The NHS could potentially slash its energy bills by up to 20% every year by investing in efficiency measures, a new report claims.
That means savings of up to £150 million annually on energy costs while also cutting greenhouse gas emissions by 25%.
According to the report published by the Green Investment Bank (GIB), the NHS currently spends more than £750 million on energy every year and a further £100 million on waste disposal. It generates 400,000 tonnes of waste and recyclable material annually – and accounts for one in every 100 tonnes of non-domestic waste in the UK.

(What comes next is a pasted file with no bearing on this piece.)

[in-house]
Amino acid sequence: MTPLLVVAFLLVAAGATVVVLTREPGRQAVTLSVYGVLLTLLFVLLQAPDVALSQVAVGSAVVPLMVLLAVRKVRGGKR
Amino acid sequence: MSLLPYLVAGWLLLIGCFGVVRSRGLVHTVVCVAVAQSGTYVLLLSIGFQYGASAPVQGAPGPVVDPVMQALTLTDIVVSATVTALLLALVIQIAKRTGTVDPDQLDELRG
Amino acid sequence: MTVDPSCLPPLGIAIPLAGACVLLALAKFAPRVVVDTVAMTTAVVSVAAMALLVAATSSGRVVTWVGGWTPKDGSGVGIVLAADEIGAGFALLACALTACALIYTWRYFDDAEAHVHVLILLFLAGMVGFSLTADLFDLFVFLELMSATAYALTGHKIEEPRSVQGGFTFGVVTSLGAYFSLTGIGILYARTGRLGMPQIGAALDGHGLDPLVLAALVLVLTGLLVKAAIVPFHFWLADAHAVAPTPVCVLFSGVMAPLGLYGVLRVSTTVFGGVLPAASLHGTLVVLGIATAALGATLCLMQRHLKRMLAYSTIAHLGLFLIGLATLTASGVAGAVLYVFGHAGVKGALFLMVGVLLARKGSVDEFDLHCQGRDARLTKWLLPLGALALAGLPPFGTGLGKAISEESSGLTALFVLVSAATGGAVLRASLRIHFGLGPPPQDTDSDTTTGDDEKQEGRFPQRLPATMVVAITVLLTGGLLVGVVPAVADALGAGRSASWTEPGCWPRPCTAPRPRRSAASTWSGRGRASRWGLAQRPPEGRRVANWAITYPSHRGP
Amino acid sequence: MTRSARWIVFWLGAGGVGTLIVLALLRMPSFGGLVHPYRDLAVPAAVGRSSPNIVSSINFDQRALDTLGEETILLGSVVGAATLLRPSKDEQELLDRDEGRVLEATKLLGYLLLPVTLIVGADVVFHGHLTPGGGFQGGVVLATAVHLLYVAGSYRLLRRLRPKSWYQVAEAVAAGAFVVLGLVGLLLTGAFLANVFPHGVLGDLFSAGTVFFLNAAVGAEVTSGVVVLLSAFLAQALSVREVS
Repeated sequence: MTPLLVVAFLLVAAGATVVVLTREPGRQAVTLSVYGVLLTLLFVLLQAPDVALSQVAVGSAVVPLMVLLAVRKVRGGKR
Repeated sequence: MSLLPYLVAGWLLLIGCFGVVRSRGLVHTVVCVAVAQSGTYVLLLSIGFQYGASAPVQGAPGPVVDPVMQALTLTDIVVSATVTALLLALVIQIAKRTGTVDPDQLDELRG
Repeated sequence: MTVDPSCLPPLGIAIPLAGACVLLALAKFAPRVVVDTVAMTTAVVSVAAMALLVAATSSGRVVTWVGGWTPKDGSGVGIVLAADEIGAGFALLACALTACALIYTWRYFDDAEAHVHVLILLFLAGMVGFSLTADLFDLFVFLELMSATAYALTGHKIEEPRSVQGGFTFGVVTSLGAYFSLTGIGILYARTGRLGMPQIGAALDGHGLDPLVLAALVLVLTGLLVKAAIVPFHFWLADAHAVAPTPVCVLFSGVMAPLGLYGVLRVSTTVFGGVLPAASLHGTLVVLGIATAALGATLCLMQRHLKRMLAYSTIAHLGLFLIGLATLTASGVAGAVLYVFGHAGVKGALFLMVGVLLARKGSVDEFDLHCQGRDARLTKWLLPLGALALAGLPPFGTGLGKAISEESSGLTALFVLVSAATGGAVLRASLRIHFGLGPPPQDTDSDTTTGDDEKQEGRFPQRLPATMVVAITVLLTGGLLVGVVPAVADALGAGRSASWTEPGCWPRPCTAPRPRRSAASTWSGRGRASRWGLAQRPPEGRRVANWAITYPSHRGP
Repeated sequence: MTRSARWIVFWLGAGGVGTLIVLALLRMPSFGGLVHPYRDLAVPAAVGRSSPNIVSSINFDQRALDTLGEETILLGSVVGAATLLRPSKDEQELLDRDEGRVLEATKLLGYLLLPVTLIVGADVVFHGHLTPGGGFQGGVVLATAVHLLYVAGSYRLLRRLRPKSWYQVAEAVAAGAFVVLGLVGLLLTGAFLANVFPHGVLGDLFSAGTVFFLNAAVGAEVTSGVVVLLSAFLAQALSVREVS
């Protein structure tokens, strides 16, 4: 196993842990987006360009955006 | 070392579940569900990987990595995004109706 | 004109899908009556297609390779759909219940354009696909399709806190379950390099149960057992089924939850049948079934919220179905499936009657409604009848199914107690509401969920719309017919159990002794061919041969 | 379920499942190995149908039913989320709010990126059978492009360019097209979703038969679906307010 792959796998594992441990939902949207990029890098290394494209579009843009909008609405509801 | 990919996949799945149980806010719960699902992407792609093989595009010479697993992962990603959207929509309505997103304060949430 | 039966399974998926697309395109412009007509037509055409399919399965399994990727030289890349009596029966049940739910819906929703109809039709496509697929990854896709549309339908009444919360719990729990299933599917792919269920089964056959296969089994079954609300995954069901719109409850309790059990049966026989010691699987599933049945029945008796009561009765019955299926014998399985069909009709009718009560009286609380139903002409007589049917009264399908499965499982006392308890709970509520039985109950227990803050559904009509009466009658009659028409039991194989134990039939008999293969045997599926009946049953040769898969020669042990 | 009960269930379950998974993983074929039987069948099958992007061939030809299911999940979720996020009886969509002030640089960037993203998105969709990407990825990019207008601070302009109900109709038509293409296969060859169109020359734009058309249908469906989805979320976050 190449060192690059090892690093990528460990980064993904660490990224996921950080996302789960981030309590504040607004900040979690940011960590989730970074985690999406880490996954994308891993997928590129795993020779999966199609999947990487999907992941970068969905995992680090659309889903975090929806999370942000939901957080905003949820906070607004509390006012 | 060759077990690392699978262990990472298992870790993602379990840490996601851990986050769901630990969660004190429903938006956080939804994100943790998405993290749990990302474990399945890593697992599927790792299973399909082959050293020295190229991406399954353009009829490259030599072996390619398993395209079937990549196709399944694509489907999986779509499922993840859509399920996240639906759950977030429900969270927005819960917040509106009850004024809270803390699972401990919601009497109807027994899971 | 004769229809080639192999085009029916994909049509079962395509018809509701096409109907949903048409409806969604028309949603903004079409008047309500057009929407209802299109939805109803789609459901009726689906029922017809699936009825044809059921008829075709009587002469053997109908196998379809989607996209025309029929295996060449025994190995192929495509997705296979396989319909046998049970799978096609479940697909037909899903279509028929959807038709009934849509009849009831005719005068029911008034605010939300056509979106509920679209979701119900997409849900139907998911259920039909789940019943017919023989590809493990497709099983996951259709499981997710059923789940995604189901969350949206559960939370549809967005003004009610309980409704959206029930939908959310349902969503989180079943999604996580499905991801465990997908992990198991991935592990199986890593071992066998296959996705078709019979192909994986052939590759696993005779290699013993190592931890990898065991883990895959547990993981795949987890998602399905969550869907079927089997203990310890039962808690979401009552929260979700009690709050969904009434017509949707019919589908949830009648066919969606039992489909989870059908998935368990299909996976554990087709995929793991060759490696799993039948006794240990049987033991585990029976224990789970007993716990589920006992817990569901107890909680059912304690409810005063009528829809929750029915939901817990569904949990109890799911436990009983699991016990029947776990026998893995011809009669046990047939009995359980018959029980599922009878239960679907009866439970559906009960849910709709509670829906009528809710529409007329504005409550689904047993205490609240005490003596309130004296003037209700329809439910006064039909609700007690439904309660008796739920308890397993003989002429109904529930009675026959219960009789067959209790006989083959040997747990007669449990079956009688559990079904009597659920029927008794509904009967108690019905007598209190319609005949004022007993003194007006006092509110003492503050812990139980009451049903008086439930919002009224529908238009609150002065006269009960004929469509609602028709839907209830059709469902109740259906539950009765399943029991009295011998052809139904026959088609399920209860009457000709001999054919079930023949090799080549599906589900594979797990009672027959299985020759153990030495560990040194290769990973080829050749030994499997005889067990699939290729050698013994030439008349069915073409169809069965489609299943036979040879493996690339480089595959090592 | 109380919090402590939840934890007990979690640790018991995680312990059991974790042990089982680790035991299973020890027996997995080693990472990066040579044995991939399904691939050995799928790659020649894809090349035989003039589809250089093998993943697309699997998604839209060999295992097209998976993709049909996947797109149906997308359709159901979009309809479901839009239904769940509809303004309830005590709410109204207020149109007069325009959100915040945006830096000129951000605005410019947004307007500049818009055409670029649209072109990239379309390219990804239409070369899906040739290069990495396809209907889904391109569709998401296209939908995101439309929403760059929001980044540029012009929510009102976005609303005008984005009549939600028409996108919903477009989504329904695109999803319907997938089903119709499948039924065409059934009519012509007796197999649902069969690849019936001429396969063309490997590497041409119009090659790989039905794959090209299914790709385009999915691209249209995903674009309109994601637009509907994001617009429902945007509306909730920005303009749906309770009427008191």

The GIB suggests installing energy efficiency measures such as combined heat and power (CHP) systems, LED lighting, heating, ventilation and control systems and biomass boilers as well as implementing waste management measures to help cut costs.
It said: “Energy costs are expected to increase at a rate above inflation. So energy costs will demand an increasing share of NHS budgets… Investment in energy efficiency will deliver more reliable and resilient energy systems on NHS sites, reducing costs and operating risks of these facilities.”
The GIB has so far helped finance energy efficiency projects in four NHS hospitals.